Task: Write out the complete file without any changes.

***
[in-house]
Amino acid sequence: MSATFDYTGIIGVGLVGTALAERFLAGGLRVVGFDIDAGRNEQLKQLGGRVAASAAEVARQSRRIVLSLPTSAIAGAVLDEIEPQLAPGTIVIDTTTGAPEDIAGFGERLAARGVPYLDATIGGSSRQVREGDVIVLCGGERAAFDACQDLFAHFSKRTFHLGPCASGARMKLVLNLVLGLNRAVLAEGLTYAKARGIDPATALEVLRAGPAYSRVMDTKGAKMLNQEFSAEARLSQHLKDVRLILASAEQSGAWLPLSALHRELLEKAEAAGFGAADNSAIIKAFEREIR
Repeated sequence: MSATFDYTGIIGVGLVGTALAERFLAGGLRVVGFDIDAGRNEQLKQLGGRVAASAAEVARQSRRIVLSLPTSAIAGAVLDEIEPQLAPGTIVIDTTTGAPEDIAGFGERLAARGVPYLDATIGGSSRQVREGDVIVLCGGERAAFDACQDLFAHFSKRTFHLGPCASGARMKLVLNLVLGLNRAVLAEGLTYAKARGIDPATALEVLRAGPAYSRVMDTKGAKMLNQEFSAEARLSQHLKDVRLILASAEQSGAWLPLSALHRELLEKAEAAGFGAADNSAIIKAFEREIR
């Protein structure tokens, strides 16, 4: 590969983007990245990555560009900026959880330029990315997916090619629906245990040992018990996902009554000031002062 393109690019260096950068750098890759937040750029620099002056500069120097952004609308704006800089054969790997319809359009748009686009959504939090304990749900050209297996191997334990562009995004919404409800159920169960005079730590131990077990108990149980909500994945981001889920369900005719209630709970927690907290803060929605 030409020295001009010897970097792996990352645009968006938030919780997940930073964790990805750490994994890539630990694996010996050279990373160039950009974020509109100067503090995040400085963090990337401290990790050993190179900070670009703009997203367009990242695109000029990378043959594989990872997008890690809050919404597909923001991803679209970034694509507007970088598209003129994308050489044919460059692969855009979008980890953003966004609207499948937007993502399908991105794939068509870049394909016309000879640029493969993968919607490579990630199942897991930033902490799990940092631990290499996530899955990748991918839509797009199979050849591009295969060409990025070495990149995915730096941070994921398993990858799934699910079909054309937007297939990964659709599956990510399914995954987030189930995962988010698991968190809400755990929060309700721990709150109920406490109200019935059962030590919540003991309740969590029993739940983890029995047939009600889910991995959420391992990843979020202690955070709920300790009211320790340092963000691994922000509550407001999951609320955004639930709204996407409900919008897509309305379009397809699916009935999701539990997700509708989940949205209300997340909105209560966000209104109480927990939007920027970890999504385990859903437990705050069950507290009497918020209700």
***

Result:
[in-house]
Amino acid sequence: MSATFDYTGIIGVGLVGTALAERFLAGGLRVVGFDIDAGRNEQLKQLGGRVAASAAEVARQSRRIVLSLPTSAIAGAVLDEIEPQLAPGTIVIDTTTGAPEDIAGFGERLAARGVPYLDATIGGSSRQVREGDVIVLCGGERAAFDACQDLFAHFSKRTFHLGPCASGARMKLVLNLVLGLNRAVLAEGLTYAKARGIDPATALEVLRAGPAYSRVMDTKGAKMLNQEFSAEARLSQHLKDVRLILASAEQSGAWLPLSALHRELLEKAEAAGFGAADNSAIIKAFEREIR
Repeated sequence: MSATFDYTGIIGVGLVGTALAERFLAGGLRVVGFDIDAGRNEQLKQLGGRVAASAAEVARQSRRIVLSLPTSAIAGAVLDEIEPQLAPGTIVIDTTTGAPEDIAGFGERLAARGVPYLDATIGGSSRQVREGDVIVLCGGERAAFDACQDLFAHFSKRTFHLGPCASGARMKLVLNLVLGLNRAVLAEGLTYAKARGIDPATALEVLRAGPAYSRVMDTKGAKMLNQEFSAEARLSQHLKDVRLILASAEQSGAWLPLSALHRELLEKAEAAGFGAADNSAIIKAFEREIR
């Protein structure tokens, strides 16, 4: 590969983007990245990555560009900026959880330029990315997916090619629906245990040992018990996902009554000031002062 393109690019260096950068750098890759937040750029620099002056500069120097952004609308704006800089054969790997319809359009748009686009959504939090304990749900050209297996191997334990562009995004919404409800159920169960005079730590131990077990108990149980909500994945981001889920369900005719209630709970927690907290803060929605 030409020295001009010897970097792996990352645009968006938030919780997940930073964790990805750490994994890539630990694996010996050279990373160039950009974020509109100067503090995040400085963090990337401290990790050993190179900070670009703009997203367009990242695109000029990378043959594989990872997008890690809050919404597909923001991803679209970034694509507007970088598209003129994308050489044919460059692969855009979008980890953003966004609207499948937007993502399908991105794939068509870049394909016309000879640029493969993968919607490579990630199942897991930033902490799990940092631990290499996530899955990748991918839509797009199979050849591009295969060409990025070495990149995915730096941070994921398993990858799934699910079909054309937007297939990964659709599956990510399914995954987030189930995962988010698991968190809400755990929060309700721990709150109920406490109200019935059962030590919540003991309740969590029993739940983890029995047939009600889910991995959420391992990843979020202690955070709920300790009211320790340092963000691994922000509550407001999951609320955004639930709204996407409900919008897509309305379009397809699916009935999701539990997700509708989940949205209300997340909105209560966000209104109480927990939007920027970890999504385990859903437990705050069950507290009497918020209700």